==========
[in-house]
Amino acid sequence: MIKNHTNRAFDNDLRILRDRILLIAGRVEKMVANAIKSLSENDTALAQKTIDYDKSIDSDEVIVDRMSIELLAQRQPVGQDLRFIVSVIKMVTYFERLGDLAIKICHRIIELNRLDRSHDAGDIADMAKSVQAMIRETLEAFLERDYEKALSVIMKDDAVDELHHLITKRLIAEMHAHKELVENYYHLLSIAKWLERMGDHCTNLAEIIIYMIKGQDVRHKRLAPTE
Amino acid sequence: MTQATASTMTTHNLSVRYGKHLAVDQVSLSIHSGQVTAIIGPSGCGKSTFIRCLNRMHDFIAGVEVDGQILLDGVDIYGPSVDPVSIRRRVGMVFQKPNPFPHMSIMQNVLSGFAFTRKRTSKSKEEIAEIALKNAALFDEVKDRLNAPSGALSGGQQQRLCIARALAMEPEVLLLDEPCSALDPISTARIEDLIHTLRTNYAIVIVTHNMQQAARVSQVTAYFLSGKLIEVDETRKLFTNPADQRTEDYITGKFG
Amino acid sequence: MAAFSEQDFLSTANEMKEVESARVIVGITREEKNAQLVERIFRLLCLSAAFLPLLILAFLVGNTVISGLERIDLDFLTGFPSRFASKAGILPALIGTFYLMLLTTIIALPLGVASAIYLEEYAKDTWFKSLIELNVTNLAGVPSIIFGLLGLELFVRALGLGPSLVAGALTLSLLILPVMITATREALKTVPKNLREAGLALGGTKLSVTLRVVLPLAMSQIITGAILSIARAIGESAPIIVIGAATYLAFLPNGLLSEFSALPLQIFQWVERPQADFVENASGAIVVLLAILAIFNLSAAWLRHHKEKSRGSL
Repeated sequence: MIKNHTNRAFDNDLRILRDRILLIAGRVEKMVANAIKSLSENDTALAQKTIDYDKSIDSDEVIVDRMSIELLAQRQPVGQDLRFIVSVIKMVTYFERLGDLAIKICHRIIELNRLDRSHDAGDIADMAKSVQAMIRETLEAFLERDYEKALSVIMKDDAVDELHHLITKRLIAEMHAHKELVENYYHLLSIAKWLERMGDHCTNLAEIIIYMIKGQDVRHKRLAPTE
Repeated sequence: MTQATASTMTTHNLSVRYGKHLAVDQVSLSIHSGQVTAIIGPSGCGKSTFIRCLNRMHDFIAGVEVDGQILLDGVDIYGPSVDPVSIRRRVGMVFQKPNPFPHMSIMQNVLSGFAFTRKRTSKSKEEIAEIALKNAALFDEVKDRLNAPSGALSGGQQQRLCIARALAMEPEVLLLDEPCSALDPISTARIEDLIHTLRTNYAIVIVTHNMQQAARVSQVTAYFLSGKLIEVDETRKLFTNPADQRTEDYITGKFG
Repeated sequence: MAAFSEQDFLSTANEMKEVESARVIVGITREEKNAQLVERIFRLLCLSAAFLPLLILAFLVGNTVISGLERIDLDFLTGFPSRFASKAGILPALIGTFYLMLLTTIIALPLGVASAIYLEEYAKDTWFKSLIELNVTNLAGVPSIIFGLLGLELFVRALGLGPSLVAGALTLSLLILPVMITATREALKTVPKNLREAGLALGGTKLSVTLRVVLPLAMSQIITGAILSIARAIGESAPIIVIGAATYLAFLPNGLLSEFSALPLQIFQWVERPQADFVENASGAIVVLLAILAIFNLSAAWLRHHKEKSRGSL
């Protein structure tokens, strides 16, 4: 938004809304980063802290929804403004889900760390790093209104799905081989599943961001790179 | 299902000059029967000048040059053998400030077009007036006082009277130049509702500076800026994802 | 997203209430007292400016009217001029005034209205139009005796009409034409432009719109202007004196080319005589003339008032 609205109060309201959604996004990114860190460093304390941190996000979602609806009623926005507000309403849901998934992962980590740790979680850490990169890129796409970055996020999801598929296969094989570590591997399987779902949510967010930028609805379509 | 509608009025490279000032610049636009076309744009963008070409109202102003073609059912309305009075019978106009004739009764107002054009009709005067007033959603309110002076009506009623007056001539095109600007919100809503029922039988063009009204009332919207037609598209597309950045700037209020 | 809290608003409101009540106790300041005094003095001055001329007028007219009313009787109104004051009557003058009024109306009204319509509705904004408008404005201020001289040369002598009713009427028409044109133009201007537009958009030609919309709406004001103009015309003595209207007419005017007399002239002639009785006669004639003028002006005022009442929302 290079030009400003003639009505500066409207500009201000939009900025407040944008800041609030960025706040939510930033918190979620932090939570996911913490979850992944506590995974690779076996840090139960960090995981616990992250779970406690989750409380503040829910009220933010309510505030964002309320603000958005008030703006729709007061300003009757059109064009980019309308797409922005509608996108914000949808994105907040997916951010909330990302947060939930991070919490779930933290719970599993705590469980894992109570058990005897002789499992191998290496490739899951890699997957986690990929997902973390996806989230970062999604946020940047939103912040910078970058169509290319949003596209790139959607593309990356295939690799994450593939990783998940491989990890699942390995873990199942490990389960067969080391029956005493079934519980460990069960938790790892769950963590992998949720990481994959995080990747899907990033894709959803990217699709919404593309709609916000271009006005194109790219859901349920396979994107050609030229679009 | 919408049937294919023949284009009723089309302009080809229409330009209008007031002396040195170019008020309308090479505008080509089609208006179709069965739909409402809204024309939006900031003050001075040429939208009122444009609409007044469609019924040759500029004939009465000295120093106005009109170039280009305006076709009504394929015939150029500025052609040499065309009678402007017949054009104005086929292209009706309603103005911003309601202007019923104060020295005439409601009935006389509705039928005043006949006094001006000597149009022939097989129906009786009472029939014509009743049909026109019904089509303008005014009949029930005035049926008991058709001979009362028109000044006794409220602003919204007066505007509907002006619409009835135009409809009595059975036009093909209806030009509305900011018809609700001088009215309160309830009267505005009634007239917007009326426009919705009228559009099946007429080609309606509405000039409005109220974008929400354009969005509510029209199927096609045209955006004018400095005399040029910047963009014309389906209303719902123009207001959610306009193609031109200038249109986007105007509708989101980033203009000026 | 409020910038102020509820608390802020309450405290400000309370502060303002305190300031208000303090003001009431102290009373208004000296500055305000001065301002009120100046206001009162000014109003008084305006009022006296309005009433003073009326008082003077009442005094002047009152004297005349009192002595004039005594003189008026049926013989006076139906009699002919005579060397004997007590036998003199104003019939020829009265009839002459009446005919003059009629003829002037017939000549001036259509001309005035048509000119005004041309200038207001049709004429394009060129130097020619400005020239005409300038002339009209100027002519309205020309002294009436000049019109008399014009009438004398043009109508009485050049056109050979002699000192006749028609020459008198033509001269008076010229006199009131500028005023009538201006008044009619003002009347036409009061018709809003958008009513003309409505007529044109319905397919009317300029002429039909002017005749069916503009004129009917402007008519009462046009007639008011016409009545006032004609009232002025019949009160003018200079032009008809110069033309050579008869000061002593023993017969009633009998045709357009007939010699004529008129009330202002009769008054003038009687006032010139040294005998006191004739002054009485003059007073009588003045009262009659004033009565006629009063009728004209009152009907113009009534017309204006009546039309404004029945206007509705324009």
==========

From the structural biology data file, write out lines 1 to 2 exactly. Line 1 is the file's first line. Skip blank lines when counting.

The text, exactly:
[in-house]
Amino acid sequence: MIKNHTNRAFDNDLRILRDRILLIAGRVEKMVANAIKSLSENDTALAQKTIDYDKSIDSDEVIVDRMSIELLAQRQPVGQDLRFIVSVIKMVTYFERLGDLAIKICHRIIELNRLDRSHDAGDIADMAKSVQAMIRETLEAFLERDYEKALSVIMKDDAVDELHHLITKRLIAEMHAHKELVENYYHLLSIAKWLERMGDHCTNLAEIIIYMIKGQDVRHKRLAPTE